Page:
Researchers at MIT have devised a new method for examining how radiation damages normal tissue in the body. The knowledge may make it possible to reduce side effects for cancer patients or to develop treatments for radiation exposure.
About 50 percent of all cancer patients are treated with radiation therapy, either alone or in combination with some other type of treatment. Radiation can be very effective in killing tumor cells, but it also kills normal tissues nearby. In the gastrointestinal (GI) tract, this killing of normal cells can cause such side effects as nausea or diarrhea within days or weeks of treatment, and serious GI tissue damage can occur months or years later.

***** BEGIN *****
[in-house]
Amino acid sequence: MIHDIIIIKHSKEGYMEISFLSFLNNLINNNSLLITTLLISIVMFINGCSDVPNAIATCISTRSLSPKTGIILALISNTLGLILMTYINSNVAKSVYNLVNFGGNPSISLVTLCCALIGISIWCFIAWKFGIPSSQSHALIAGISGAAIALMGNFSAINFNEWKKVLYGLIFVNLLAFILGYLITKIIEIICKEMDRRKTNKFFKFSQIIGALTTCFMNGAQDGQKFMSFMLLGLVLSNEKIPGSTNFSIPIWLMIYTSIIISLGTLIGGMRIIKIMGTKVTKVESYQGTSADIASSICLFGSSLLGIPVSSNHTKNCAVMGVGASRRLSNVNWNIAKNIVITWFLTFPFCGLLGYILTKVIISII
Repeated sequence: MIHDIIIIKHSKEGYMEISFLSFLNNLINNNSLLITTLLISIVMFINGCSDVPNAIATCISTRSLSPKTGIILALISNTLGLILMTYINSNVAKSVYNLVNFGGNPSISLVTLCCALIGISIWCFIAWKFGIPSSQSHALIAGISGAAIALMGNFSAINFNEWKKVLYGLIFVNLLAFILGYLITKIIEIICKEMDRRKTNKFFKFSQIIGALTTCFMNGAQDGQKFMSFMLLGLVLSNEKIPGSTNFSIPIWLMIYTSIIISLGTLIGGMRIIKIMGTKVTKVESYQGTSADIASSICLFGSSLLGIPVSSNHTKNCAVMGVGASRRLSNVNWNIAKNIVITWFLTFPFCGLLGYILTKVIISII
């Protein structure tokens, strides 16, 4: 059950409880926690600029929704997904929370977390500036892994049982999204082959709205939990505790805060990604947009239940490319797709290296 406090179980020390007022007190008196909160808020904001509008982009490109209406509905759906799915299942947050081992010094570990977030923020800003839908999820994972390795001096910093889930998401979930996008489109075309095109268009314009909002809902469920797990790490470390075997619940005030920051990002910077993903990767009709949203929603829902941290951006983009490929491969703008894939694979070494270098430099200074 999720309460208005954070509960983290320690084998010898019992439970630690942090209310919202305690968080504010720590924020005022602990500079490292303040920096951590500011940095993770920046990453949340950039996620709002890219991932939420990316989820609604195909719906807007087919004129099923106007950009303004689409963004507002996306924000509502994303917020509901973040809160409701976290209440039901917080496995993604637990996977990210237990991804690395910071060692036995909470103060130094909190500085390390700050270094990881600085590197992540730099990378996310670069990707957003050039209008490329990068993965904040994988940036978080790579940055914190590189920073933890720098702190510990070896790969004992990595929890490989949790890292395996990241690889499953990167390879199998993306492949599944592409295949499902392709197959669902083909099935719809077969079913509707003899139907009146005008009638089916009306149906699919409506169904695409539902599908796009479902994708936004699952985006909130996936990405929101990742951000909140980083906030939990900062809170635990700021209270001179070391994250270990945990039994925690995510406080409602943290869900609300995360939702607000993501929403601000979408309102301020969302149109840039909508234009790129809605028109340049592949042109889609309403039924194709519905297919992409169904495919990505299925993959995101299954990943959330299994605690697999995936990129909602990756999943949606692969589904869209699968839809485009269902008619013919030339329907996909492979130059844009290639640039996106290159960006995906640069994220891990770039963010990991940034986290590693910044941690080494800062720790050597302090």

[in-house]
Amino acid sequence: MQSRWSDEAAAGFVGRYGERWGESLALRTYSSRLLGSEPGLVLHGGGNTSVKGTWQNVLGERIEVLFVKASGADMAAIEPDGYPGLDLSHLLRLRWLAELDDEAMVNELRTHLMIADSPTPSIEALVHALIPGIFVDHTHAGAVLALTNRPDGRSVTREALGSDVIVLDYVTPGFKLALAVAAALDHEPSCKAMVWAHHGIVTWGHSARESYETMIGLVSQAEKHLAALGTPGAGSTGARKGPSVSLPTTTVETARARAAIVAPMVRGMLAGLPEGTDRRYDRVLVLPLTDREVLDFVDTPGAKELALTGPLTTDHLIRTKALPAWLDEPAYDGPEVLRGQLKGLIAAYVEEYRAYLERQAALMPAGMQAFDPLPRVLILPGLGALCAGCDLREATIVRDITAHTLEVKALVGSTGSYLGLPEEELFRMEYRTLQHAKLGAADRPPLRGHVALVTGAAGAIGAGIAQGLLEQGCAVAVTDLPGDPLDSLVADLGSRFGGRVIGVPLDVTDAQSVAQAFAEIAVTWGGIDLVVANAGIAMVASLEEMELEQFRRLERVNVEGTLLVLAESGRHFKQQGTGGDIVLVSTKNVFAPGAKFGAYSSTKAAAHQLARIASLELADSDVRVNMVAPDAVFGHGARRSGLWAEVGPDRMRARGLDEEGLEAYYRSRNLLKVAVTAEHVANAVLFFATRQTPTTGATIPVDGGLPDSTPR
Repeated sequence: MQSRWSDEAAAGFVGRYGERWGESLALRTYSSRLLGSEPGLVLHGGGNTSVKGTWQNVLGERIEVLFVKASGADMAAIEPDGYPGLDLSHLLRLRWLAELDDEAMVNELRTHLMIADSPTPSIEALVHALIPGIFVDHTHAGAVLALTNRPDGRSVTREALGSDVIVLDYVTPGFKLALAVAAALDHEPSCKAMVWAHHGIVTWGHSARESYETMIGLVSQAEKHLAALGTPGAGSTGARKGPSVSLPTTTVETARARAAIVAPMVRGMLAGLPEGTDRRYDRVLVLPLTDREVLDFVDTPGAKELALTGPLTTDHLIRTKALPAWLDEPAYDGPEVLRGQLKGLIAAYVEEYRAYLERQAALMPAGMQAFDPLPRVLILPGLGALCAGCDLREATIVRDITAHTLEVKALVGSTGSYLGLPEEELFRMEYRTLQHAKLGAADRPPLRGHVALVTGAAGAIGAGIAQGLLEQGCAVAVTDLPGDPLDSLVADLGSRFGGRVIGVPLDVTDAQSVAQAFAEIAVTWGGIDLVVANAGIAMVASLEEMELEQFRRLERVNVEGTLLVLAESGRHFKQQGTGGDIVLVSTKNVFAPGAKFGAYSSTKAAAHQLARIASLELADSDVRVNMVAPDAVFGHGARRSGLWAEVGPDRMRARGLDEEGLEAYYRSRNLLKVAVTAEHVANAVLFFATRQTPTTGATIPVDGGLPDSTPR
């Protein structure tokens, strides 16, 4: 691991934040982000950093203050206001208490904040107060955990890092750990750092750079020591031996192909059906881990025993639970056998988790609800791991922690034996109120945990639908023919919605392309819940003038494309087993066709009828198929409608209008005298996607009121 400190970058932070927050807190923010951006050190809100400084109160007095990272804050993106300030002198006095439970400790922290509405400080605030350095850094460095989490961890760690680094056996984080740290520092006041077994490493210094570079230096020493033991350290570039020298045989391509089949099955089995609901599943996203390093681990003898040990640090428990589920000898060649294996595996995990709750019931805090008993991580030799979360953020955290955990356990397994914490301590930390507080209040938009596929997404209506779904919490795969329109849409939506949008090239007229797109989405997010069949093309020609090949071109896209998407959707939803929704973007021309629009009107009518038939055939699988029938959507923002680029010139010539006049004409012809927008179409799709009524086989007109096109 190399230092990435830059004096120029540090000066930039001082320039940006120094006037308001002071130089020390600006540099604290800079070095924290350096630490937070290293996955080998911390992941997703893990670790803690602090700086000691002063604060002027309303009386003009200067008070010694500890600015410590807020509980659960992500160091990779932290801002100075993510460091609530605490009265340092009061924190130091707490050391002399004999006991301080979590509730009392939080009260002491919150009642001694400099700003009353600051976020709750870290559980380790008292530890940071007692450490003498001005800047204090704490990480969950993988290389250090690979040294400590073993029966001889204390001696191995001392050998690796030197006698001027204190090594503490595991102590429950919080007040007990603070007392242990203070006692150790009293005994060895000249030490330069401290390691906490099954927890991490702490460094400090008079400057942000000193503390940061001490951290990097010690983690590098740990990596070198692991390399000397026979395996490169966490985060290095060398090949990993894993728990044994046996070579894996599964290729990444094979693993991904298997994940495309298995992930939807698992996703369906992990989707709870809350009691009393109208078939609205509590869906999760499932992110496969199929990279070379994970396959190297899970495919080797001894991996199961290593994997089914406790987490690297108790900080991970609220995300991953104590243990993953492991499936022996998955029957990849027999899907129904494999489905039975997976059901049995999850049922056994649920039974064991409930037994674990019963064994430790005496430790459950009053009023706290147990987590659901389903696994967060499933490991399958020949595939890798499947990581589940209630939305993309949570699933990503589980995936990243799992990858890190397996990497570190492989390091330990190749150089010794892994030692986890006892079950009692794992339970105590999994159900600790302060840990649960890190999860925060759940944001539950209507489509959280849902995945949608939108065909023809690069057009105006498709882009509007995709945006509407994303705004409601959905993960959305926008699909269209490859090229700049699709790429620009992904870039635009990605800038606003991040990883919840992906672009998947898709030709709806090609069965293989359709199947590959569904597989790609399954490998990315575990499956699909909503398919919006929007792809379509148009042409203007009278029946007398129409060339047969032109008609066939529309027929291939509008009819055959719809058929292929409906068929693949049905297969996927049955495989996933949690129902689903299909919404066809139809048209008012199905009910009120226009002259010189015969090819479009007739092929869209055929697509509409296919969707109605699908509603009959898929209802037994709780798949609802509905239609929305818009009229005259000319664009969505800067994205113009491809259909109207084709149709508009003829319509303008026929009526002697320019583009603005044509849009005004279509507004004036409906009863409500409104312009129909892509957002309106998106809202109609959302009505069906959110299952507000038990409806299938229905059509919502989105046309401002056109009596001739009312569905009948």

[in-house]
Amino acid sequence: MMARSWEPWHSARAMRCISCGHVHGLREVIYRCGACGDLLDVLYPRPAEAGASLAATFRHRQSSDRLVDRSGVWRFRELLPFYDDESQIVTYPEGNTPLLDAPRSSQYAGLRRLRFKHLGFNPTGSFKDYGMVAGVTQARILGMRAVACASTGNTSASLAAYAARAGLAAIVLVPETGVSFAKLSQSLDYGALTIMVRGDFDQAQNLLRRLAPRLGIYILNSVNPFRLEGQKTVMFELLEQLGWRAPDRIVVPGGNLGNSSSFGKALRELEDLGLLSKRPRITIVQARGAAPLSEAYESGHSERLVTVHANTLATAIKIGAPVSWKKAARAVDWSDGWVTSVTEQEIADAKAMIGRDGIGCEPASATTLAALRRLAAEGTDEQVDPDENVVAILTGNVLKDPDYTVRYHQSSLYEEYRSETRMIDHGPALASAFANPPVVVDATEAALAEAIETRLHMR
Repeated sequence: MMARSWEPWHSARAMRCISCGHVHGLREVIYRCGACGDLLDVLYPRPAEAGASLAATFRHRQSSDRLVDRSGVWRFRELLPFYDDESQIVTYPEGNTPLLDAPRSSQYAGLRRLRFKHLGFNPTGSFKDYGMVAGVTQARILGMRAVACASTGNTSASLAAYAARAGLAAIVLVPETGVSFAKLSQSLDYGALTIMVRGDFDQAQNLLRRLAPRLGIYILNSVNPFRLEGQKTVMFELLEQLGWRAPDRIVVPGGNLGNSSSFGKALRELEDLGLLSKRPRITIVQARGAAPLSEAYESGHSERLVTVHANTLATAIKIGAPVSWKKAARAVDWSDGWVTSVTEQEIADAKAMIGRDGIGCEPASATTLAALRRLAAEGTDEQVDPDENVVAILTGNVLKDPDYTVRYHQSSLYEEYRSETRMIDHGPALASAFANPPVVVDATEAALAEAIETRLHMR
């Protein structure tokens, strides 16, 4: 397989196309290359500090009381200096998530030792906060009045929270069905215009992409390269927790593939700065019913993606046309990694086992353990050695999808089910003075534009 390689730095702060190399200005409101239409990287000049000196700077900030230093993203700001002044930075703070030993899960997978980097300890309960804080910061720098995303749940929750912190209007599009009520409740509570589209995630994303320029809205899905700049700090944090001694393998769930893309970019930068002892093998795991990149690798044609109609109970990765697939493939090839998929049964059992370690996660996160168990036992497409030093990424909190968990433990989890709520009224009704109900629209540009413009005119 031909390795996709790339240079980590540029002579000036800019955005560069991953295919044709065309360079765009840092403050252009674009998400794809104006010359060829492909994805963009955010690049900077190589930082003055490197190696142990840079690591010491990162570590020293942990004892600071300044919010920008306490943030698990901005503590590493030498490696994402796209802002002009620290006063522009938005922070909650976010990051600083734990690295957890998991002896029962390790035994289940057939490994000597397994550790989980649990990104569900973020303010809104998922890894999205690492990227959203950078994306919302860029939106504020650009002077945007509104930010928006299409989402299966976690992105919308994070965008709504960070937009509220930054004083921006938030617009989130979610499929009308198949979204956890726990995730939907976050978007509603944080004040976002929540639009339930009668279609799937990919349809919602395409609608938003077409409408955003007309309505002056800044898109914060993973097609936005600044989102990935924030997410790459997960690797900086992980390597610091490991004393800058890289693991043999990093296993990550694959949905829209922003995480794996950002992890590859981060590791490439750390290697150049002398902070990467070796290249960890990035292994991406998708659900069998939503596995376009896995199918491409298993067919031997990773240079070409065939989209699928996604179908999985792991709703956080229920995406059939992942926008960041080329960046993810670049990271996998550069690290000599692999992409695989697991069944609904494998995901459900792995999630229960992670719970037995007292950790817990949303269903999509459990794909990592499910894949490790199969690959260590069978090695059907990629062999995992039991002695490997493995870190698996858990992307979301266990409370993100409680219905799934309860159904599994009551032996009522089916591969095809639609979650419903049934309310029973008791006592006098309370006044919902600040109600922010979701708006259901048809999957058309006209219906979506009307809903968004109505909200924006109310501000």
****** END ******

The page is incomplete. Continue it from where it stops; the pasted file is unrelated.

"The long-term effects that occur six months to a year or more after exposure arent reversible like the short-term ones, and they are a big unknown," said Associate Professor Jeffrey A. Coderre of MITs Department of Nuclear Science and Engineering. The damage is similar to scar tissue formation and can seriously affect tissue function in the GI tract.
Elizabeth A. Thomson | MIT News Office
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